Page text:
On 28 September, in order that the record might be complete as to their voluntary withdrawal from the further prosecution of the scheme before the limit of time set by the Act of 1741, the Directors entered the following declaration, couched in the language of the statute, on the Company’s books: —

    We, the subscribers, having been concerned in the Manufactory Scheme lately erected in Boston on Land Security, which by the partners is voted to be dissolved, do hereby publicly declare that from this time forward we do desist from and give up and relinquish, and wholly forbear to act further therein, or directly or indirectly to carry on the same.

    Operations in connection with the Silver Scheme had already been suspended. Although the Act under which the two organizations were thus abruptly brought to an end made void and illegal all the contracts and agreements into which both Companies had entered, still the situation of those who had issued the silver notes was far less perilous than was that of the promulgators of the Land Bank Scheme. These notes had been divided among the Directors, all men of good standing in the community, and by them distributed among friends who were united by a common purpose, and were actuated by the belief that the steps they were taking were in the nature of self-defence. The consideration of their mortgages was expressed in ounces of coined silver, sterling alloy. Payments were to be made in the same or in standard gold. The obligations ran in favor of nine Boston merchants,26 whose names were duly recited as payees in the instruments, but who were not described as Directors of any organization. There was, in other words, nothing on the face of these papers which would of itself compel a court to recognize them as connected with an illegal company. Traces are to be found of litigation arising from the facilities furnished possessors of the notes, under the Act of Parliament, to annoy individual partners; but these are insignificant compared with the record of the other Company.

    On the other hand, the Land Bank mortgages were issued in consideration of so many pounds in bills of credit called “Manufactory Bills.” The receipt of them was acknowledged to be from nine gentlemen, who were described as “Directors of the Manufactory Company (so-called).”27 Their payment was provided for “in Manufactory Bills as aforesaid, or in Merchantable Hemp, Flax, etc.,” at such prices as the Directors should judge they would pass for in lawful money. These instruments were, therefore, unmistakably connected with the Land Bank Company. The patrons of the Land Bank were scattered through the Province. The majority of them were able to meet the obligations which they had assumed, but the margin of their capacity to respond beyond this was narrow. Knowledge of the character of the Act for closing the Companies led some to transfer their property. The straightening of the lines between the Province and adjacent Colonics threw the residences of a number of the promoters outside the Province. Against subscribers thus situated, proceedings under subsequent Provincial legislation became ineffective. It was necessary to provide for the redemption of outstanding bills; for the expenses incurred by the Company, and for certain losses which had been incurred in trade. Each solvent subscriber was primarily responsible for his loan, and in addition for his proportion of losses incurred in the prosecution of the scheme in accordance with the Articles of Agreement. The question of the proper distribution of the losses in trade was a source of perplexity, and caused much discussion. After the adjustment of such questions as these, there still remained the delinquencies arising from the insolvents, the fugitives, and the dishonest.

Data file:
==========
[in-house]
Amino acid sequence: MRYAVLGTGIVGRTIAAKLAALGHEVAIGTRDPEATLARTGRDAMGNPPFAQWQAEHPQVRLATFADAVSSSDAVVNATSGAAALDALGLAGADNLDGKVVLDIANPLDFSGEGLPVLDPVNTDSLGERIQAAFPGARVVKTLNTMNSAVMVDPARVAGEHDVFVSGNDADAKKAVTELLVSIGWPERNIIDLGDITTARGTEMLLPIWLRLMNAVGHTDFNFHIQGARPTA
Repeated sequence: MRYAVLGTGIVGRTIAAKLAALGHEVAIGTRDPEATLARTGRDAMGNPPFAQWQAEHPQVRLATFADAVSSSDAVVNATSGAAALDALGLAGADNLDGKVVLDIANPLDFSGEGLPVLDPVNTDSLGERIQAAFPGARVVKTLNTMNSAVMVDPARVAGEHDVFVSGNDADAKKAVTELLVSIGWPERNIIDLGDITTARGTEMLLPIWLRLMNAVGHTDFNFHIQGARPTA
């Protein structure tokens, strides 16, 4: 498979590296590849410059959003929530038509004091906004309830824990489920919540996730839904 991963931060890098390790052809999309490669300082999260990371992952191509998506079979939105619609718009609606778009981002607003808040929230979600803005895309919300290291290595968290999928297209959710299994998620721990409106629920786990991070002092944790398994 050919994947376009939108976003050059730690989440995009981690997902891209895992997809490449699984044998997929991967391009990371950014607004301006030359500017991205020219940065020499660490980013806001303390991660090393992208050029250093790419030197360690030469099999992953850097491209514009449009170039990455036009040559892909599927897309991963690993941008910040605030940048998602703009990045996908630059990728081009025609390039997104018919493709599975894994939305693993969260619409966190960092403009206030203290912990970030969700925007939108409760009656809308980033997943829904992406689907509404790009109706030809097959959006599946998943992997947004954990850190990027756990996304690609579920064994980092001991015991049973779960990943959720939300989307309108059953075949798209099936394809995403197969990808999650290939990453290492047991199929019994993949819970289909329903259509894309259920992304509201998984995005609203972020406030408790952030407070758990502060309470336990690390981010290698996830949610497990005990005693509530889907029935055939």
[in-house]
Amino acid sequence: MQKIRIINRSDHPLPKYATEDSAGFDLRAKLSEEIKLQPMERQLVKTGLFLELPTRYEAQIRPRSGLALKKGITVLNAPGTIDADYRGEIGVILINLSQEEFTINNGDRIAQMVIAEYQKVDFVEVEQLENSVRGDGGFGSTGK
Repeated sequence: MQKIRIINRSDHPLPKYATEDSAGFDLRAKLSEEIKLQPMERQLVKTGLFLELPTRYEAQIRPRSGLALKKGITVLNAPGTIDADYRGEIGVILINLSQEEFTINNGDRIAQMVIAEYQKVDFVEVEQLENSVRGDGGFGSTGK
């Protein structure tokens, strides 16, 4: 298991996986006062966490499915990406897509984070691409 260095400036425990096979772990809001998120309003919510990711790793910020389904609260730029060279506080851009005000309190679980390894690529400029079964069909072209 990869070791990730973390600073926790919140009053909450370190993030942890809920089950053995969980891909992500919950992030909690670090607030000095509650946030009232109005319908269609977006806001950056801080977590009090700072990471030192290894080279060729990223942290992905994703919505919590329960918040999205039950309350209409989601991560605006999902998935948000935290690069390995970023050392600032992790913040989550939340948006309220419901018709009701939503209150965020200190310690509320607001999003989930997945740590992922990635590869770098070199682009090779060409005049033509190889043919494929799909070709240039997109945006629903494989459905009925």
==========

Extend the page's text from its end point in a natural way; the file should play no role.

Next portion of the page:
It is not my purpose to attempt to follow in detail the subsequent legislation upon this complicated subject. We have traced the fortunes of the Land Bank from its origin to its compulsory closure. The legislation which then took place was with a view to protect the public in the first instance, and to prevent as far as was possible the honest partners from being imposed upon by the delinquents. For two years no legislative steps were taken to alleviate the situation. During this period the Attorney-General, under instructions from the Council, prosecuted a few of the delinquents. The situation of the unfortunate subscribers who had complied with the law was harassing in the extreme. Forty-seven thousand two hundred and eighty-two pounds two shillings and ten pence in notes had been issued. About thirty-two thousand five hundred pounds of them were brought in with reasonable promptness after the vote of dissolution, and voluntary provision was made by about six hundred of the subscribers for their proportion of the redemption.

    Some of those who were still delinquent were stimulated by a proclamation of the Governor in 1742 to contribute their proportion toward adjusting their several loans, and others were intimidated by the subsequent appointment of a committee by the General Court for the purpose of seeing what could be done to the delinquent partners.

    The fact that a subscriber had paid in his proportionate share merely relieved him from the penalty of treble damages. He might still be the victim of any possessor of the bills who chose to sue him. Nor could the Directors enforce the collection of dues to the Company since all contracts were rendered void by the Act of Parliament. Under these circumstances the subscribers, who had complied as far as was possible with the Act of Parliament, petitioned for relief, and in 1743 an Act was passed by the General Court appointing a Commission, into whose hands the affairs of the Company were placed. The Commissioners could collect debts and levy assessments; and the estates of subscribers were held for such assessments as if they had been attached. The Commissioners were also empowered to execute mortgages on the property of subscribers in place of those originally given the Company. Thus through the aid of a commission all the void obligations of the Company were practically revived, and power was given to renew the securities. The Act of Parliament was to that extent rendered of no effect.